You may wish to audio or video record your discussion to aid your data collection. Recordings can be transcribed and then used for analysis. This can allow for interviewers to focus on facilitating the discussion, not having to take lots of notes throughout the conversation and ensure they are capturing correct quotes and the participant voice. You will need to ask participants to consent to be recorded if you plan to do so.  

Participant Information Materials

Participants must be given clear, concise information about the project and their participation before taking part in a research project. Researchers can provide participants with information about the research through different types of materials, both on paper and online. This must include all the necessary information for a participant to decide whether they would like to take part.  

You should consider the needs of your participant group when communicating this information. For example, you may wish to present this information in a short video, or as interactive presentation. Participants should always be given the opportunity to discuss the information given to them and have the opportunity to ask any questions about the research before they consent to taking part.  

Reimbursements and Incentives

Participants are often offered reimbursement to cover the cost of any expenses for taking part in research. However, you should consider whether this is appropriate for your research and the participants taking part, and what kind of reimbursement is being offered.  

Incentives differ from reimbursements as they are offered as a token of appreciation to people in exchange for their participation in a study. Incentives may include cash payments, gifts, gift vouchers, and entry into prize draws. However, there are several ethical considerations which need to be taken into account before offering incentives to participants.  

Whilst incentives may help to boost recruitment, in most cases, it is best for research participants to be genuine volunteers, who are happy to participate without the added influence of an incentive. Incentives can bias participation, as participants who are drawn into the study by the incentive may be less representative of the population. Participants may also be more likely to give answers which they think are ‘correct’ or will please the researcher, to make sure they receive the incentive.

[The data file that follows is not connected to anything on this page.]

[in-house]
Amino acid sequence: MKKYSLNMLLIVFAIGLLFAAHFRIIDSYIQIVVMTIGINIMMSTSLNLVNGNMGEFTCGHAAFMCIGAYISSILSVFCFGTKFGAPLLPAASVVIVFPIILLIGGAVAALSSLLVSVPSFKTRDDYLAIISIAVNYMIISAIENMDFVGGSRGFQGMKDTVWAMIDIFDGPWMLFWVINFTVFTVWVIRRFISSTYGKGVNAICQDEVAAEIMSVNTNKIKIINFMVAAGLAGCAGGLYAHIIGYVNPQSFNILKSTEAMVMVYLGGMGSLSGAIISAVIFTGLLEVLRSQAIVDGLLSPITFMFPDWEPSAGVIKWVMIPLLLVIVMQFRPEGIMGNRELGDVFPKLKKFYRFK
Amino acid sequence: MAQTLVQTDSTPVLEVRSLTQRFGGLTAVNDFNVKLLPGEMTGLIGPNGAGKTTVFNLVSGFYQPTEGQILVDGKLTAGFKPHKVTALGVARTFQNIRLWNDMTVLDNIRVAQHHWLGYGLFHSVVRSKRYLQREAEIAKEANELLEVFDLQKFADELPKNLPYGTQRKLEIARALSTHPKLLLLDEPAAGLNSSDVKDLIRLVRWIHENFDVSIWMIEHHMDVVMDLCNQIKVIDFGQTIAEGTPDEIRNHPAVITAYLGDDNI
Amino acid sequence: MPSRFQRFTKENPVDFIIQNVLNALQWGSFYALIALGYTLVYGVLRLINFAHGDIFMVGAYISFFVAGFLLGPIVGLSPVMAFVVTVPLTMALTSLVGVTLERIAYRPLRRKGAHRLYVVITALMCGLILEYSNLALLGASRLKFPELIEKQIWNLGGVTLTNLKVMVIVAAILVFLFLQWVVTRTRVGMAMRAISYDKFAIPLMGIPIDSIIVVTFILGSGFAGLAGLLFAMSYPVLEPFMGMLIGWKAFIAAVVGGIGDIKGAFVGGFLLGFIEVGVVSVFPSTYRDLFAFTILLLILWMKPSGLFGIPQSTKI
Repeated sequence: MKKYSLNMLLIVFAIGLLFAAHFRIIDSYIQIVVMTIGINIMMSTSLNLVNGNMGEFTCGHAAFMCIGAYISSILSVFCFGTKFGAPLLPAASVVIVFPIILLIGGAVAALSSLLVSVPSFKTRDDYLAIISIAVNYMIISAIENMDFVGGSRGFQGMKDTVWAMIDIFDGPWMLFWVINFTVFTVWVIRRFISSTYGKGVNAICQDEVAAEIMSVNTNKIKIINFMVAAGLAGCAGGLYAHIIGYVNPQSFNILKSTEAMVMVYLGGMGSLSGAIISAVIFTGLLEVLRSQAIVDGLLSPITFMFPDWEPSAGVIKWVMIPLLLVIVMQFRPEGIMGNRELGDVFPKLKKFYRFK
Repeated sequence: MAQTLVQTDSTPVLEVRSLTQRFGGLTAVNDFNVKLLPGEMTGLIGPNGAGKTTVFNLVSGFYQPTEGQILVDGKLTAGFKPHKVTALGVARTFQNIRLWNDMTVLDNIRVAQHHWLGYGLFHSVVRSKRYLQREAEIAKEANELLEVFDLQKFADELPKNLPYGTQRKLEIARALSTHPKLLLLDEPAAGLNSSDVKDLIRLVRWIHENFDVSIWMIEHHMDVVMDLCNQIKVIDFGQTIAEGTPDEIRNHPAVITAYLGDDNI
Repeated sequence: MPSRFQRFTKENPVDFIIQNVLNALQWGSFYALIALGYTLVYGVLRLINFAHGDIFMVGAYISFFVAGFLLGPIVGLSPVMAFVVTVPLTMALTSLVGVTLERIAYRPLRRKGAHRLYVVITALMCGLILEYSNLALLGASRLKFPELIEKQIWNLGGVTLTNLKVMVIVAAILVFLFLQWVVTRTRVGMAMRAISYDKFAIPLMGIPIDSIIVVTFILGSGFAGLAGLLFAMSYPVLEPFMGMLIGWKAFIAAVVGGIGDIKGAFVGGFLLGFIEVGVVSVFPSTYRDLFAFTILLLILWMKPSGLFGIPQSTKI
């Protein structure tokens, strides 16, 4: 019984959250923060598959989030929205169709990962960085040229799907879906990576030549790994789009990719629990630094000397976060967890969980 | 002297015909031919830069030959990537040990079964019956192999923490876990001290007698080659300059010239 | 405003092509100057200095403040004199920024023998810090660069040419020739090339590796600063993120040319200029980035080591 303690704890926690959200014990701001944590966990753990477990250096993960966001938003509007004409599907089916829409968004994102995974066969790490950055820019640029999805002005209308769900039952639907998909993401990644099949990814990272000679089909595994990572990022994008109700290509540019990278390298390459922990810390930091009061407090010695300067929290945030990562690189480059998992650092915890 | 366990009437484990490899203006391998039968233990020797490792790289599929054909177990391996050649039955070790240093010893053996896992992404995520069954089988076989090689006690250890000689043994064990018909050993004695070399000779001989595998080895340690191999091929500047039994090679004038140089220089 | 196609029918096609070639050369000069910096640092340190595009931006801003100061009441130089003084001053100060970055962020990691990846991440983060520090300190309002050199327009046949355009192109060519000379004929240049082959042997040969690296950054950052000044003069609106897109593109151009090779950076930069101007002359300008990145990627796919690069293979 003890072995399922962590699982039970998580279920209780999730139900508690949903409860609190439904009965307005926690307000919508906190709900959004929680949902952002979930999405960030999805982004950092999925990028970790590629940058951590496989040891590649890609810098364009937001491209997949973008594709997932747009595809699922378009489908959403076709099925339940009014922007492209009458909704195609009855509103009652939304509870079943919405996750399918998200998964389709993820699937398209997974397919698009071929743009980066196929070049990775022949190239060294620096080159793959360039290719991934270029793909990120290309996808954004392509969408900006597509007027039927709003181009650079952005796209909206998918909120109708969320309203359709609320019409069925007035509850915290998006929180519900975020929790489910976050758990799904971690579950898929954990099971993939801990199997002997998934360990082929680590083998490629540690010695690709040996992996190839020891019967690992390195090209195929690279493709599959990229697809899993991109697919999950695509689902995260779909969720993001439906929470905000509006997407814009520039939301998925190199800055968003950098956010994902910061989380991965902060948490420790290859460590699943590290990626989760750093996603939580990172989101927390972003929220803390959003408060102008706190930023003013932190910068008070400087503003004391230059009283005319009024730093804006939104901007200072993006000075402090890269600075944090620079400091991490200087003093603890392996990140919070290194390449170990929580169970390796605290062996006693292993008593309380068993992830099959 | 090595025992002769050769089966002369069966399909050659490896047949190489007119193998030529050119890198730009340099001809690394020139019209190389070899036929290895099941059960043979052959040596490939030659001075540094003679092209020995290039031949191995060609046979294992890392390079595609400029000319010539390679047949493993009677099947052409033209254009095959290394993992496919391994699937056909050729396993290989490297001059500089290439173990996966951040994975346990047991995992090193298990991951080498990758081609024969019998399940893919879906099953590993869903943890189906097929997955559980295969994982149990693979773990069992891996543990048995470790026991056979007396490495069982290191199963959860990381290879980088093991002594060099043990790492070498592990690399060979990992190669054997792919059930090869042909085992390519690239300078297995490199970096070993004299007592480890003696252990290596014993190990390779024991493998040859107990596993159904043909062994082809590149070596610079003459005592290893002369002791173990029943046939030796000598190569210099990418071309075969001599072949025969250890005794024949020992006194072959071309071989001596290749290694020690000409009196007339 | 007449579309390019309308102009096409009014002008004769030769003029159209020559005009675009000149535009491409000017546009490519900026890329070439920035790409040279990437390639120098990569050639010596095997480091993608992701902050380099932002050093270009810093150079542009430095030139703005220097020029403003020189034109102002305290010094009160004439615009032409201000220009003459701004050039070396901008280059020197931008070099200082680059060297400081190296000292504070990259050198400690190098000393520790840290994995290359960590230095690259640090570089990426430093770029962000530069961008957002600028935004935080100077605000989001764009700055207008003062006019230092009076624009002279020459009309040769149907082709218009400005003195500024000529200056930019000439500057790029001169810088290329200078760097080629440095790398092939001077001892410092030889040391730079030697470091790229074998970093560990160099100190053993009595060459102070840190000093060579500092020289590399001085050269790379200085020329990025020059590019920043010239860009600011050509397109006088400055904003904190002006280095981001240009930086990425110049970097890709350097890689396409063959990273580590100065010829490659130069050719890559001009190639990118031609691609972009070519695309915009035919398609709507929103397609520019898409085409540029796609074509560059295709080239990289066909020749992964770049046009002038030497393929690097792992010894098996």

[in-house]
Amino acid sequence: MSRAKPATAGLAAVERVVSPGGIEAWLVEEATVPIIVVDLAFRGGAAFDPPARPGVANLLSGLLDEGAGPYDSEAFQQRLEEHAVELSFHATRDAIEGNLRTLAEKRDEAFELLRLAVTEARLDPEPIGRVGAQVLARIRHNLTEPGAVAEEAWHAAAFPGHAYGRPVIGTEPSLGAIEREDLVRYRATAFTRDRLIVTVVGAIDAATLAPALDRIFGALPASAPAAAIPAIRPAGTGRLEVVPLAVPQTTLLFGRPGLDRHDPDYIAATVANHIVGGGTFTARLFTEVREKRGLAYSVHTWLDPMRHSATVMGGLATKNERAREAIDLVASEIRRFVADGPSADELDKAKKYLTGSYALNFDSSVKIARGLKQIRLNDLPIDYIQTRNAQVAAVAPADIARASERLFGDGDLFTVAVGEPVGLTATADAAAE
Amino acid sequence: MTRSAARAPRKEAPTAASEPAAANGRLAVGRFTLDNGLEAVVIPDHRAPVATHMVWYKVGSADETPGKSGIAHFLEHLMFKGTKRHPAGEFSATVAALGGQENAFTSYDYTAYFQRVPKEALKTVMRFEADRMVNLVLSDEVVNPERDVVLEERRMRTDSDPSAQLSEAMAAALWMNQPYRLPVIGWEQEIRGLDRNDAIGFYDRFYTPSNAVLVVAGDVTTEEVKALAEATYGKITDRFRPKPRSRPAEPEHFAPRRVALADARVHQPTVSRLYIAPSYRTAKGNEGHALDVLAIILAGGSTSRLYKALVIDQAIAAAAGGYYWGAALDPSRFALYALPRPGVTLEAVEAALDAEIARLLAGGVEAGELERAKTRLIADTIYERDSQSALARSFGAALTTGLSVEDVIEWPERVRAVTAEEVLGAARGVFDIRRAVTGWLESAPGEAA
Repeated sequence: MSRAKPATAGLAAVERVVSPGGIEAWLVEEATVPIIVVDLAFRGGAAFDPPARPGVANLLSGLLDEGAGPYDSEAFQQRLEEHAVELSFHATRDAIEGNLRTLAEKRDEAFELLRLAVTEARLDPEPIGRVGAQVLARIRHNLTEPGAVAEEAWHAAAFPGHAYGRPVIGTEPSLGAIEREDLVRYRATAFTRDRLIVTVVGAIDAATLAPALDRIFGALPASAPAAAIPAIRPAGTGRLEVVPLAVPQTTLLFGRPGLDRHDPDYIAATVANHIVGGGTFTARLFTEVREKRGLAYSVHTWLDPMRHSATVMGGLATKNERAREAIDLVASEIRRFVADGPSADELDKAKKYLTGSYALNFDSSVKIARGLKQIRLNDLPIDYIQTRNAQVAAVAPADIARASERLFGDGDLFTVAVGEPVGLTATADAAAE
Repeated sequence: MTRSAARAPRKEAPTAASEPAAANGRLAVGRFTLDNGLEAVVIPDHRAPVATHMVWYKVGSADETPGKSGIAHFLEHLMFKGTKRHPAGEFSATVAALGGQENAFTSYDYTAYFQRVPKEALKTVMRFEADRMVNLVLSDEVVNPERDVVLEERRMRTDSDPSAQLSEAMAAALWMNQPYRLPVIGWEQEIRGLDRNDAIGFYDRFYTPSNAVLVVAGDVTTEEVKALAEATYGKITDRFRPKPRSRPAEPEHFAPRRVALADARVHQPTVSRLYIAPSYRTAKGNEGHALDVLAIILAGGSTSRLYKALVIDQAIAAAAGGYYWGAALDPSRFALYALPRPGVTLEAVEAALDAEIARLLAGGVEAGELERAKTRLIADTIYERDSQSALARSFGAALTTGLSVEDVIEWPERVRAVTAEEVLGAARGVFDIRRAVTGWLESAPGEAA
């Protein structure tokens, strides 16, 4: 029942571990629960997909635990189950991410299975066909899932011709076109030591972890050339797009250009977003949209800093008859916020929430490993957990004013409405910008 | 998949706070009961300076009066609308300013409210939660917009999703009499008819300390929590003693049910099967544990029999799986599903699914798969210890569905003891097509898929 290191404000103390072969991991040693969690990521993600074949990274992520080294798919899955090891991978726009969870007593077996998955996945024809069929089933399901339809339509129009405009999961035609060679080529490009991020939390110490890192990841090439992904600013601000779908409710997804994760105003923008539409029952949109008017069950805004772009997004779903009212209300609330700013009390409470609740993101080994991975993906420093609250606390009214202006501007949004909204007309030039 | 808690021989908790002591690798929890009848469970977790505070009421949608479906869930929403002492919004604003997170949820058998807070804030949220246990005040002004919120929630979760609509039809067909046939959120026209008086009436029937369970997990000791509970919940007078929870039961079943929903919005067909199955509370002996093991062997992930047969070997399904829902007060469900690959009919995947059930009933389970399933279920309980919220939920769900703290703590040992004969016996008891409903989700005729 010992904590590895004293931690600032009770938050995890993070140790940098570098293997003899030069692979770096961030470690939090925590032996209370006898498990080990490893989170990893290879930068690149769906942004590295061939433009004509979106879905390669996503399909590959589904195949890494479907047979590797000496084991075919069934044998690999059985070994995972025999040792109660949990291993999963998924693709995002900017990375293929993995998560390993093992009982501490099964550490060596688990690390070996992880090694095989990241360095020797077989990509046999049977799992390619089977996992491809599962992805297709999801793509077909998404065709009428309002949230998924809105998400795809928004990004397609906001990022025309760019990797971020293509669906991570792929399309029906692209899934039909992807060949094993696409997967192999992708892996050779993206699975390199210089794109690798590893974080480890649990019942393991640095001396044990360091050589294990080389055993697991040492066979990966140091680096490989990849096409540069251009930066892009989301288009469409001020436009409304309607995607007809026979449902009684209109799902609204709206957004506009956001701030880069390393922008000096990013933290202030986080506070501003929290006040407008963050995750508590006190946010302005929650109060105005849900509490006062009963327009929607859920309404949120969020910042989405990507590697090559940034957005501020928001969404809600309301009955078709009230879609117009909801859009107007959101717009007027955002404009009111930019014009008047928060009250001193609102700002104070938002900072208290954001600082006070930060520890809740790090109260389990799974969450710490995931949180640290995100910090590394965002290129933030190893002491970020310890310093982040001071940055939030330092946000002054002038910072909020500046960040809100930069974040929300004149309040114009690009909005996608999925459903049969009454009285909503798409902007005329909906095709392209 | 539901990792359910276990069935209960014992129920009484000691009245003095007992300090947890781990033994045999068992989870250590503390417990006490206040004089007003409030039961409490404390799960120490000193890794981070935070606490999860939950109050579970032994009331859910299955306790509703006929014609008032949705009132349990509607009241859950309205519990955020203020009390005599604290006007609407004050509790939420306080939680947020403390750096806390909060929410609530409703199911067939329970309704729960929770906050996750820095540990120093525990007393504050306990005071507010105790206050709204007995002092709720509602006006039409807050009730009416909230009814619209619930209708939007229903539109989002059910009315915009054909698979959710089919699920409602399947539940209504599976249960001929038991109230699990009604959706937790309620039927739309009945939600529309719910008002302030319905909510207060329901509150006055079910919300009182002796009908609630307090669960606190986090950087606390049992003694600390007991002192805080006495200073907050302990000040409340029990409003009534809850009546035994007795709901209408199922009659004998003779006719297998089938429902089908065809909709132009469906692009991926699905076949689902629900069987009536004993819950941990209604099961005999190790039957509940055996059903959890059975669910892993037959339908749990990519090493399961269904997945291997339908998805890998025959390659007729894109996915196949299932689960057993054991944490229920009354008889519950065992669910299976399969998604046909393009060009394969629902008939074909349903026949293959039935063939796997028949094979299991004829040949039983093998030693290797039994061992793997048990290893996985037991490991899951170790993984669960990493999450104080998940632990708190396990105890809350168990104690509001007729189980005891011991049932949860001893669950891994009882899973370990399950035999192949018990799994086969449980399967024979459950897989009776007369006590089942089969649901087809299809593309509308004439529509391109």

Incentives can also influence an individual’s decision to participant in your research. This can make it more difficult to get legitimate consent from participants. It is also important to consider whether participants will feel comfortable withdrawing from the research, if they are offered an incentive for taking part. You should make it clear to participants prior to data collection that they will still receive the full incentive, and this does not affect their right to withdraw.  

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Mitigations and Advice

  • Participants should be able to ask questions throughout the research process to ensure that they are accurately informed, and researchers should seek to answer these questions quickly and clearly. All information given to participants should be accessible and tailored appropriately to the individual.  
  • An explanation of the outputs and recommendations arising from the project should be made accessible soon after the work is complete. Researchers should consider how this can be effectively delivered to different audiences, for maximum impact. For example, different groups may engage better with a face-to-face workshop than a written summary.  
  • It may be beneficial to use trusted members of the community that you are studying as “gatekeepers”. They may be useful in helping to build rapport with community members, gaining trust, and helping to communicate the research to participants, and other stakeholders. 
  • You should consider the ethical implications of gaining consent from children and young people under the age of 16, or adults who have impaired decision making. This could be due to sudden illness or accident, progressive conditions such as dementia, or an intellectual or learning disability. Consulting with the appropriate individuals, such as parents or support workers, can help with safeguarding and the inclusion of people who lack capacity to consent to their participation.